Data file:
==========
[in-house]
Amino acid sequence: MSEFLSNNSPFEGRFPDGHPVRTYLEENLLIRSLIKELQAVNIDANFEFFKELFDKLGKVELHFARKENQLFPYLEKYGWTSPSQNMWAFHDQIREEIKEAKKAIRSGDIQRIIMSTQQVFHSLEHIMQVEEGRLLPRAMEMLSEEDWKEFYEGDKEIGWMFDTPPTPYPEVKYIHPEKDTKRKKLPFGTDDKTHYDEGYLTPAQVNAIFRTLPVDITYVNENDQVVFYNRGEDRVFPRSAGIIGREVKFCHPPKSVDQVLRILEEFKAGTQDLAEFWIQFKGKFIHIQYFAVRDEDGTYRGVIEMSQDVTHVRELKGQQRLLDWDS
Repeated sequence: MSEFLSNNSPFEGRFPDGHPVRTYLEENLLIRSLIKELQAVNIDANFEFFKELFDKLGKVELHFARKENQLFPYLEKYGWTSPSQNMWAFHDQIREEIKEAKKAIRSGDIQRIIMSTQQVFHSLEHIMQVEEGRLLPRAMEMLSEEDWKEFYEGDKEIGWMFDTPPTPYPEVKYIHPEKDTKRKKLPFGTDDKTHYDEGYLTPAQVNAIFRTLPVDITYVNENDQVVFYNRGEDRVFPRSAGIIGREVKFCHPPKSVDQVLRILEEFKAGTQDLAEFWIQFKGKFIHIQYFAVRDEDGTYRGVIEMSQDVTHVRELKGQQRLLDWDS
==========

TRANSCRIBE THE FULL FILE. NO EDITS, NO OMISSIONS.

[in-house]
Amino acid sequence: MSEFLSNNSPFEGRFPDGHPVRTYLEENLLIRSLIKELQAVNIDANFEFFKELFDKLGKVELHFARKENQLFPYLEKYGWTSPSQNMWAFHDQIREEIKEAKKAIRSGDIQRIIMSTQQVFHSLEHIMQVEEGRLLPRAMEMLSEEDWKEFYEGDKEIGWMFDTPPTPYPEVKYIHPEKDTKRKKLPFGTDDKTHYDEGYLTPAQVNAIFRTLPVDITYVNENDQVVFYNRGEDRVFPRSAGIIGREVKFCHPPKSVDQVLRILEEFKAGTQDLAEFWIQFKGKFIHIQYFAVRDEDGTYRGVIEMSQDVTHVRELKGQQRLLDWDS
Repeated sequence: MSEFLSNNSPFEGRFPDGHPVRTYLEENLLIRSLIKELQAVNIDANFEFFKELFDKLGKVELHFARKENQLFPYLEKYGWTSPSQNMWAFHDQIREEIKEAKKAIRSGDIQRIIMSTQQVFHSLEHIMQVEEGRLLPRAMEMLSEEDWKEFYEGDKEIGWMFDTPPTPYPEVKYIHPEKDTKRKKLPFGTDDKTHYDEGYLTPAQVNAIFRTLPVDITYVNENDQVVFYNRGEDRVFPRSAGIIGREVKFCHPPKSVDQVLRILEEFKAGTQDLAEFWIQFKGKFIHIQYFAVRDEDGTYRGVIEMSQDVTHVRELKGQQRLLDWDS